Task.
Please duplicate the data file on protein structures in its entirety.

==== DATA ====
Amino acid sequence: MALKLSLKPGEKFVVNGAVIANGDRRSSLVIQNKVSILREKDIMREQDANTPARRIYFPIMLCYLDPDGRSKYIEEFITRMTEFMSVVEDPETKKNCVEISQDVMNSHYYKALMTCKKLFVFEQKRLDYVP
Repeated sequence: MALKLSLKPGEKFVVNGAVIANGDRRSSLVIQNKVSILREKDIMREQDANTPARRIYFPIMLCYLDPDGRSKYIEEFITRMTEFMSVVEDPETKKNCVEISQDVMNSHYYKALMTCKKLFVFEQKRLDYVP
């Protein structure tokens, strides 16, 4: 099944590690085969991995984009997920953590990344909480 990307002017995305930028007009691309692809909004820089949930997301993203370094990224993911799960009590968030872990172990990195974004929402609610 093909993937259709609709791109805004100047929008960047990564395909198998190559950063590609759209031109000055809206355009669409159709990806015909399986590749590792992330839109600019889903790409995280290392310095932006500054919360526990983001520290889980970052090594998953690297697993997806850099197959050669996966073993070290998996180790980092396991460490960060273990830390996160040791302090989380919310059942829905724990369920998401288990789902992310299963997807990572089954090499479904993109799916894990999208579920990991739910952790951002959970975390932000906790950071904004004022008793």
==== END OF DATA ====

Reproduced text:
Amino acid sequence: MALKLSLKPGEKFVVNGAVIANGDRRSSLVIQNKVSILREKDIMREQDANTPARRIYFPIMLCYLDPDGRSKYIEEFITRMTEFMSVVEDPETKKNCVEISQDVMNSHYYKALMTCKKLFVFEQKRLDYVP
Repeated sequence: MALKLSLKPGEKFVVNGAVIANGDRRSSLVIQNKVSILREKDIMREQDANTPARRIYFPIMLCYLDPDGRSKYIEEFITRMTEFMSVVEDPETKKNCVEISQDVMNSHYYKALMTCKKLFVFEQKRLDYVP
């Protein structure tokens, strides 16, 4: 099944590690085969991995984009997920953590990344909480 990307002017995305930028007009691309692809909004820089949930997301993203370094990224993911799960009590968030872990172990990195974004929402609610 093909993937259709609709791109805004100047929008960047990564395909198998190559950063590609759209031109000055809206355009669409159709990806015909399986590749590792992330839109600019889903790409995280290392310095932006500054919360526990983001520290889980970052090594998953690297697993997806850099197959050669996966073993070290998996180790980092396991460490960060273990830390996160040791302090989380919310059942829905724990369920998401288990789902992310299963997807990572089954090499479904993109799916894990999208579920990991739910952790951002959970975390932000906790950071904004004022008793």